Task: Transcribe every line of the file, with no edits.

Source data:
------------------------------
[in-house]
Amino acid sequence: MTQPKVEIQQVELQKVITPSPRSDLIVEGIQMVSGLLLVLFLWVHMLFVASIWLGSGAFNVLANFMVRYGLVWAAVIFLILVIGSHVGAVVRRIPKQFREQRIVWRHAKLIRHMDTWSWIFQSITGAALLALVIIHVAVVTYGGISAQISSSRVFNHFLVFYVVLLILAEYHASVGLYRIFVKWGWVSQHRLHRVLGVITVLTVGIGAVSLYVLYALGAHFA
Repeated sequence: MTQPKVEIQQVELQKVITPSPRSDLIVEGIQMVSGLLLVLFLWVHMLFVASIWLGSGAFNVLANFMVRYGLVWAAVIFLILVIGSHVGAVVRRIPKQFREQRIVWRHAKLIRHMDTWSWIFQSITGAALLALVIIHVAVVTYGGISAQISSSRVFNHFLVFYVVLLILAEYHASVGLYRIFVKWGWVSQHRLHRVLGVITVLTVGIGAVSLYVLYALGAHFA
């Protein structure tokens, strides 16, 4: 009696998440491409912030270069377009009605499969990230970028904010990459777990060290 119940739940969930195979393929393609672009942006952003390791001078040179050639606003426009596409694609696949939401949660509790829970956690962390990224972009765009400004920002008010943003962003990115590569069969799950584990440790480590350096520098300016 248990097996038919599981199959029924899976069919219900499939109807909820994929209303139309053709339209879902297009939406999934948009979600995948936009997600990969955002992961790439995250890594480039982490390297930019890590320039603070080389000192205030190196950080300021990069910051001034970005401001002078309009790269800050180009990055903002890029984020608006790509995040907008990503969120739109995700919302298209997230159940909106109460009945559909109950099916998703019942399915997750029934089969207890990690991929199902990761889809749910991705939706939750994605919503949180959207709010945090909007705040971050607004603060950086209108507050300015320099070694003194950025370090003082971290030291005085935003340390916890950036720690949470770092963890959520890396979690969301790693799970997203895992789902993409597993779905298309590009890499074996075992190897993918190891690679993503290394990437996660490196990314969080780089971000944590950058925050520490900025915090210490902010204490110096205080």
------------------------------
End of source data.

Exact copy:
[in-house]
Amino acid sequence: MTQPKVEIQQVELQKVITPSPRSDLIVEGIQMVSGLLLVLFLWVHMLFVASIWLGSGAFNVLANFMVRYGLVWAAVIFLILVIGSHVGAVVRRIPKQFREQRIVWRHAKLIRHMDTWSWIFQSITGAALLALVIIHVAVVTYGGISAQISSSRVFNHFLVFYVVLLILAEYHASVGLYRIFVKWGWVSQHRLHRVLGVITVLTVGIGAVSLYVLYALGAHFA
Repeated sequence: MTQPKVEIQQVELQKVITPSPRSDLIVEGIQMVSGLLLVLFLWVHMLFVASIWLGSGAFNVLANFMVRYGLVWAAVIFLILVIGSHVGAVVRRIPKQFREQRIVWRHAKLIRHMDTWSWIFQSITGAALLALVIIHVAVVTYGGISAQISSSRVFNHFLVFYVVLLILAEYHASVGLYRIFVKWGWVSQHRLHRVLGVITVLTVGIGAVSLYVLYALGAHFA
């Protein structure tokens, strides 16, 4: 009696998440491409912030270069377009009605499969990230970028904010990459777990060290 119940739940969930195979393929393609672009942006952003390791001078040179050639606003426009596409694609696949939401949660509790829970956690962390990224972009765009400004920002008010943003962003990115590569069969799950584990440790480590350096520098300016 248990097996038919599981199959029924899976069919219900499939109807909820994929209303139309053709339209879902297009939406999934948009979600995948936009997600990969955002992961790439995250890594480039982490390297930019890590320039603070080389000192205030190196950080300021990069910051001034970005401001002078309009790269800050180009990055903002890029984020608006790509995040907008990503969120739109995700919302298209997230159940909106109460009945559909109950099916998703019942399915997750029934089969207890990690991929199902990761889809749910991705939706939750994605919503949180959207709010945090909007705040971050607004603060950086209108507050300015320099070694003194950025370090003082971290030291005085935003340390916890950036720690949470770092963890959520890396979690969301790693799970997203895992789902993409597993779905298309590009890499074996075992190897993918190891690679993503290394990437996660490196990314969080780089971000944590950058925050520490900025915090210490902010204490110096205080």